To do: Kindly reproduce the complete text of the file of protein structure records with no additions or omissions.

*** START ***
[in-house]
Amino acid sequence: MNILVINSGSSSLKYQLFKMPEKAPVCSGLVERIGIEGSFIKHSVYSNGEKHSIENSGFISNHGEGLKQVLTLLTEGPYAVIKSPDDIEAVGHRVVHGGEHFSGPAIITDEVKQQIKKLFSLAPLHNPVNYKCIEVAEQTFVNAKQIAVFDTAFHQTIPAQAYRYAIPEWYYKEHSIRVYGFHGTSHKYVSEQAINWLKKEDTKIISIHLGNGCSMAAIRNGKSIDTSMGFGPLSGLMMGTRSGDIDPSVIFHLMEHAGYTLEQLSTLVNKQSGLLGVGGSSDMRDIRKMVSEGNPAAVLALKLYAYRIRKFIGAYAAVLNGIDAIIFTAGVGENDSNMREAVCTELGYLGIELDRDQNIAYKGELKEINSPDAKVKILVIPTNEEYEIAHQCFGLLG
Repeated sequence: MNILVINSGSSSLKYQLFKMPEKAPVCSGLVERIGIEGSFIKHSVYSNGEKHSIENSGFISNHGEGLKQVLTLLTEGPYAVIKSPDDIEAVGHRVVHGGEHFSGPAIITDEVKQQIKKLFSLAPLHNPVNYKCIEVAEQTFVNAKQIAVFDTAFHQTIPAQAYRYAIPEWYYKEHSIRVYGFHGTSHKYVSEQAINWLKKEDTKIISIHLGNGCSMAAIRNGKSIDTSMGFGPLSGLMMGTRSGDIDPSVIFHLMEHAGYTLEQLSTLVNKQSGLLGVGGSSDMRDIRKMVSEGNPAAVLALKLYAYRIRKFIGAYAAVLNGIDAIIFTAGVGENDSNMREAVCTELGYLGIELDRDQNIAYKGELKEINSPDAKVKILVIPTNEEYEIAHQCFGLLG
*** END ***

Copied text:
[in-house]
Amino acid sequence: MNILVINSGSSSLKYQLFKMPEKAPVCSGLVERIGIEGSFIKHSVYSNGEKHSIENSGFISNHGEGLKQVLTLLTEGPYAVIKSPDDIEAVGHRVVHGGEHFSGPAIITDEVKQQIKKLFSLAPLHNPVNYKCIEVAEQTFVNAKQIAVFDTAFHQTIPAQAYRYAIPEWYYKEHSIRVYGFHGTSHKYVSEQAINWLKKEDTKIISIHLGNGCSMAAIRNGKSIDTSMGFGPLSGLMMGTRSGDIDPSVIFHLMEHAGYTLEQLSTLVNKQSGLLGVGGSSDMRDIRKMVSEGNPAAVLALKLYAYRIRKFIGAYAAVLNGIDAIIFTAGVGENDSNMREAVCTELGYLGIELDRDQNIAYKGELKEINSPDAKVKILVIPTNEEYEIAHQCFGLLG
Repeated sequence: MNILVINSGSSSLKYQLFKMPEKAPVCSGLVERIGIEGSFIKHSVYSNGEKHSIENSGFISNHGEGLKQVLTLLTEGPYAVIKSPDDIEAVGHRVVHGGEHFSGPAIITDEVKQQIKKLFSLAPLHNPVNYKCIEVAEQTFVNAKQIAVFDTAFHQTIPAQAYRYAIPEWYYKEHSIRVYGFHGTSHKYVSEQAINWLKKEDTKIISIHLGNGCSMAAIRNGKSIDTSMGFGPLSGLMMGTRSGDIDPSVIFHLMEHAGYTLEQLSTLVNKQSGLLGVGGSSDMRDIRKMVSEGNPAAVLALKLYAYRIRKFIGAYAAVLNGIDAIIFTAGVGENDSNMREAVCTELGYLGIELDRDQNIAYKGELKEINSPDAKVKILVIPTNEEYEIAHQCFGLLG